More than six months after Foreign Secretary-level talks were cancelled, India and Pakistan picked up the threads on Tuesday and agreed to work together to “find common ground” and “narrow differences” as Foreign Secretary S Jaishankar met his Pakistan counterpart Aizaz Ahmad Chaudhry in Islamabad.
Pakistan Prime Minister Nawaz Sharif reiterated his vision of “peace for development” when Jaishankar called on him, Pakistan envoy Abdul Basit tweeted on Tuesday night. Jaishankar also handed over a letter from Prime Minister Narendra Modi to Sharif.
“Both the countries need to start a new chapter in their relationship by working towards resolving all outstanding issues through dialogue… we must think together, act together and move forward with the spirit of bringing the two nations closer to each other,” Sharif told Jaishankar, according to the Pakistan PMO statement.
Although Jaishankar was visiting Pakistan as part of his SAARC yatra, he raised the twin issues of cross-border terrorism, including the Mumbai terror trial, and violations along the Line of Control which have been on the bilateral agenda as part of the composite dialogue. The Pakistan side too raised the issues of Kashmir, the Samjhauta Express attack and the Indian involvement in Balochistan and FATA.
Despite the differences, this is the first clear signal that talks — cancelled in August 2014 — will resume in the coming months. The last Foreign Secretary-level talks were held two-and-a-half years ago, in September 2012, ahead of the Foreign Minister talks in Islamabad.
Pakistan Foreign Ministry spokesperson Tasneem Aslam termed the meeting between the two Foreign Secretaries as an “ice-breaking development” while Jaishankar said the talks were “constructive and positive”.
After meeting Chaudhry over lunch at the Pakistan Foreign Ministry, Jaishankar said: “Naturally, my visit provided an opportunity to discuss our bilateral relations. We engaged on each other’s concerns and interests in an open manner. We agreed to work together to find common ground and narrow differences.”
The term to “find common ground and narrow differences” was used by Chaudhry as well. The Pakistan Foreign Secretary underlined that they needed to work together in areas of convergence and address each other’s concerns in areas of divergence. “The importance of maintaining dialogue was also stressed,” Chaudhry said in a statement.
“I reiterated our known concerns on cross-border terrorism, including on the Mumbai case,” said Jaishankar. Over the past six years, India has consistently conveyed its concern over the delay in the trial.
Noting that terrorism has afflicted the entire region, Sharif told Jaishankar that Pakistan is “waging a valiant struggle against all terrorists by dismantling their hideouts and network.”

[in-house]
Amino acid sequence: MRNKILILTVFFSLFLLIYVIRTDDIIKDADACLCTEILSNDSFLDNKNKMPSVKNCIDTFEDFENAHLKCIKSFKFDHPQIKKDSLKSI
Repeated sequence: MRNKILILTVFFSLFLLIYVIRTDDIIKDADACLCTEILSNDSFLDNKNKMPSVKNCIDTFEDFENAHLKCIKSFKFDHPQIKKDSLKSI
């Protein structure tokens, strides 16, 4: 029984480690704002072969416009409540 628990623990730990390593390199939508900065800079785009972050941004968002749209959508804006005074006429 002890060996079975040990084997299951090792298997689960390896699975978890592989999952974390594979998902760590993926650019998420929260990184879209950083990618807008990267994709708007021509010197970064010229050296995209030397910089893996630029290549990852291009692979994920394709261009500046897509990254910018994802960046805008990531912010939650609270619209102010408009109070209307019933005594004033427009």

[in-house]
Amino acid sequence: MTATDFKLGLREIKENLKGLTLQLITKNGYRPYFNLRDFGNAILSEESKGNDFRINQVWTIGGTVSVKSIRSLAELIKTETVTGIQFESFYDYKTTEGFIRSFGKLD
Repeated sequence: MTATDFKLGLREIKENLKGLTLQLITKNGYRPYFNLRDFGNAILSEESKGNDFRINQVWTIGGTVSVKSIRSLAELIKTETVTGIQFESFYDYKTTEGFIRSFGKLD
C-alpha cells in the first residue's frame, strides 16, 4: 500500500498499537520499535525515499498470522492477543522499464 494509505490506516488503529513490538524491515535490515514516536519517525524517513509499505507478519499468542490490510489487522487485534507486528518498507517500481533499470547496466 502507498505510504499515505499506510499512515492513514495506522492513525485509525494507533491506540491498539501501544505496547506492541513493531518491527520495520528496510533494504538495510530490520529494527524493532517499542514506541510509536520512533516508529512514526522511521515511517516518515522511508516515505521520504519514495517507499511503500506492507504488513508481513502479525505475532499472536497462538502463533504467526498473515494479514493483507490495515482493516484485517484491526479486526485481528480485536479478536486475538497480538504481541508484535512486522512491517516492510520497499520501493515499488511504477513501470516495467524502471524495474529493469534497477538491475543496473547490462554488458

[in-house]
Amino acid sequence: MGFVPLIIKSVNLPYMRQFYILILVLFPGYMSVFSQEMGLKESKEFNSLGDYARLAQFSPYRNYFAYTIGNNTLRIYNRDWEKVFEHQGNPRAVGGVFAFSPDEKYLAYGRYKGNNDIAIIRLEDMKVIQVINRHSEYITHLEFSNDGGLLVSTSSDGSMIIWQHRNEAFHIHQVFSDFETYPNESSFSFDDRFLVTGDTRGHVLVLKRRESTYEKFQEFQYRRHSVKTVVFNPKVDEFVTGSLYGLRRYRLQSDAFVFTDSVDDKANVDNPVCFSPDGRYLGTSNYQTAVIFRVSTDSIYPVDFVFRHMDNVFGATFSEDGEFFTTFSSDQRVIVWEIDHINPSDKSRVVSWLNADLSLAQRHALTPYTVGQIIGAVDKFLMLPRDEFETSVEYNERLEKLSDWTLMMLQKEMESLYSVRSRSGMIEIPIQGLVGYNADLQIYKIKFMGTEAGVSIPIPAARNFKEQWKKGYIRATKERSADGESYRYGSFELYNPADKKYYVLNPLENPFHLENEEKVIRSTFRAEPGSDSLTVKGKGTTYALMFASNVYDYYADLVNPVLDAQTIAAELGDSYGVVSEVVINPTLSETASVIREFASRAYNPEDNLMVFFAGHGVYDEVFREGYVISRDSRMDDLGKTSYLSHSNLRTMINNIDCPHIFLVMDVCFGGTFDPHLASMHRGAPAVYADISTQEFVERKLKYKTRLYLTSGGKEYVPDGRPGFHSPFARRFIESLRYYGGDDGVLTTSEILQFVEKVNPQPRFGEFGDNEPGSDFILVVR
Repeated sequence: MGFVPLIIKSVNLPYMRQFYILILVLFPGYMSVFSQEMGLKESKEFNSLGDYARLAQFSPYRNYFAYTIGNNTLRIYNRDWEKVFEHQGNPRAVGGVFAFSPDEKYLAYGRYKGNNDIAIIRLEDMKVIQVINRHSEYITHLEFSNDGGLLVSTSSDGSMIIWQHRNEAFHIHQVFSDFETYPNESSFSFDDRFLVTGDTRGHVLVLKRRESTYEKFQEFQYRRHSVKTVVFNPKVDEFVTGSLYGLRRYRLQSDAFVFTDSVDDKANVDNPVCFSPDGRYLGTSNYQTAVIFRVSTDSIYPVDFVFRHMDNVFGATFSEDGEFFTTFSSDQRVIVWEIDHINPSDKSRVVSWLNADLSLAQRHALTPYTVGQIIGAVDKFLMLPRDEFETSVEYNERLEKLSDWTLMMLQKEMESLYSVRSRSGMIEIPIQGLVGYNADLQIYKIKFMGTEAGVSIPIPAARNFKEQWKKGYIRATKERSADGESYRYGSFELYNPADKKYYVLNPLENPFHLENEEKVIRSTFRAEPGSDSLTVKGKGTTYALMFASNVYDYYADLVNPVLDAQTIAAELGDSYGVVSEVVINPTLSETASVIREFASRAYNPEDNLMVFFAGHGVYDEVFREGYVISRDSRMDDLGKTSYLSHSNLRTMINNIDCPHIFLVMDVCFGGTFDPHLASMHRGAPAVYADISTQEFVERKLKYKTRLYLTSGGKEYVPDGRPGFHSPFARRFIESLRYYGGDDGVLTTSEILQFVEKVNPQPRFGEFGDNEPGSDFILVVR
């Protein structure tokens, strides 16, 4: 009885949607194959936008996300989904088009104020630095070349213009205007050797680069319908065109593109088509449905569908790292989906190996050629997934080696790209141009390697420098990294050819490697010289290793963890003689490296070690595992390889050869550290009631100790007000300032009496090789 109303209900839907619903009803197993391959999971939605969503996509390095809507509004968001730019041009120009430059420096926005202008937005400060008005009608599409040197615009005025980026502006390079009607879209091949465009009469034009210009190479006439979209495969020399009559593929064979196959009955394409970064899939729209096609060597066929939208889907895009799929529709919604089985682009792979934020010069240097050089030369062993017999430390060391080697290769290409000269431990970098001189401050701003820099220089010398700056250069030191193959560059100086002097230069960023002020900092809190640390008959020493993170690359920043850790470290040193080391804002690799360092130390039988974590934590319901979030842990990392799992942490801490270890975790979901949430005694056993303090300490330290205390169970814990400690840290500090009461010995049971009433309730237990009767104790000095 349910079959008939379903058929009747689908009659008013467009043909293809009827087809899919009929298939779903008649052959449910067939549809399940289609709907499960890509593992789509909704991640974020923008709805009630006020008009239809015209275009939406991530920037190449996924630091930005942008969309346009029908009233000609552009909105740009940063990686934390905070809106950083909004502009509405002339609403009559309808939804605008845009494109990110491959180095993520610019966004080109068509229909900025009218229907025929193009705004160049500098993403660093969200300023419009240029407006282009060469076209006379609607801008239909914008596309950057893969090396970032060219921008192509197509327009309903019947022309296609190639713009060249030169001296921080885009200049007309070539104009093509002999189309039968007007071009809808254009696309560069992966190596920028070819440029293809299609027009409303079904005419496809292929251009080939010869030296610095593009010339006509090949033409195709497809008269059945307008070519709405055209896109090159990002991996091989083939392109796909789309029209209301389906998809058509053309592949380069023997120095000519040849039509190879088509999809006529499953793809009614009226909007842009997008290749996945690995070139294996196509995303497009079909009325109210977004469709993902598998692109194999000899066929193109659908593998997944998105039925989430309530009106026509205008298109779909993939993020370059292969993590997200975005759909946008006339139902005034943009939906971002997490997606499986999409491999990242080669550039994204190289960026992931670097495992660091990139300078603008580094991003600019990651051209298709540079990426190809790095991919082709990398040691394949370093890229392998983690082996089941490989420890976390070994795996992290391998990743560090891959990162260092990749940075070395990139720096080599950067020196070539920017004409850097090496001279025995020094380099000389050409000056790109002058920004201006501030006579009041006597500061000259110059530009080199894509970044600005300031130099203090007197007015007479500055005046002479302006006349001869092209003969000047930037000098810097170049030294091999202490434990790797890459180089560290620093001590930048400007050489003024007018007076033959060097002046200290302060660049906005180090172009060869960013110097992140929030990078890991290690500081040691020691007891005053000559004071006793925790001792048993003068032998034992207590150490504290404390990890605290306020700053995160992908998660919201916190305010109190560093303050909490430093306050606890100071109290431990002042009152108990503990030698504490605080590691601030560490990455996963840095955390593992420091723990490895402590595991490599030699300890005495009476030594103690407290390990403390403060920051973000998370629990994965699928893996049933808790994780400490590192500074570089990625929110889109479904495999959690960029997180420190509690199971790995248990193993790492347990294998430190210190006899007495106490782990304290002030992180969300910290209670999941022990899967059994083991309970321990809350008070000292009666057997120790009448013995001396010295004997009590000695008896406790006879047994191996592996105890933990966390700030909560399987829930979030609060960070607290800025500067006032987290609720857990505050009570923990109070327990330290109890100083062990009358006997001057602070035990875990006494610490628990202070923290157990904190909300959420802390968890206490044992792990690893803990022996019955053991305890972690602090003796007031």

“I underlined that Pakistan was desirous of cooperation from its neighbours… We also raised the issue of Samjhauta Express terrorist attack and Indian involvement in FATA and Balochistan,” said Chaudhry.
The two sides agreed to adhere to the 2003 ceasefire agreement. “We agreed that ensuring peace and tranquillity on the border was vital,” said Jaishankar.
“I underscored Pakistan’s firm commitment to the 2003 ceasefire, and the need to make optimal use of existing mechanisms to maintain ceasefire,” said Chaudhry.
“I told my Indian counterpart that the leadership and people of Pakistan were deeply attached to the cause of Jammu & Kashmir and we need to make a concerted effort to resolve this dispute and indeed other disputes like Siachen, Sir Creek and water issues that could also be addressed through dialogue,” he said.
“I conveyed the expectations of our leadership on SAARC and the determination to forge a cooperative relationship with all our neighbours… We discussed ideas and initiatives to take SAARC forward. Pakistan will be the next SAARC chair and India would like to work with Pakistan to help SAARC achieve its potential,” said Jaishankar. This is expected to pave the way for Modi’s visit to Pakistan for the SAARC summit in 2016.
On bilateral trade and economic relations, Chaudhry affirmed Pakistan’s commitment to enhancing “mutually beneficial” trade and economic relations. “I also underlined the importance of greater people-to-people contact and friendly exchanges in building a relationship of trust and friendship between the two countries. In this regard, I suggested that the two sides should encourage increased people-to-people exchanges, promote cooperation in various fields including religious tourism, and discourage hostile propaganda against each other. I also emphasised the need to promote media and sports contacts,” he said.
The Foreign Secretaries held an hour-long discussion before they broke off for Jaishankar to call on Pakistan Prime Minister’s Advisor on Foreign Affairs and National Security Sartaj Aziz and PM’s Special Assistant Tariq Fatemi. They resumed their discussions over a working lunch which lasted for over an hour.
This was Jaishankar’s third stop on his SAARC yatra — he has already visited Thimphu and Dhaka. He will leave for Afghanistan on Wednesday to complete the first leg of the yatra aimed at firming up India’s ties with members of the grouping while reviewing regional and bilateral cooperation.
— With agency inputs from Islamabad
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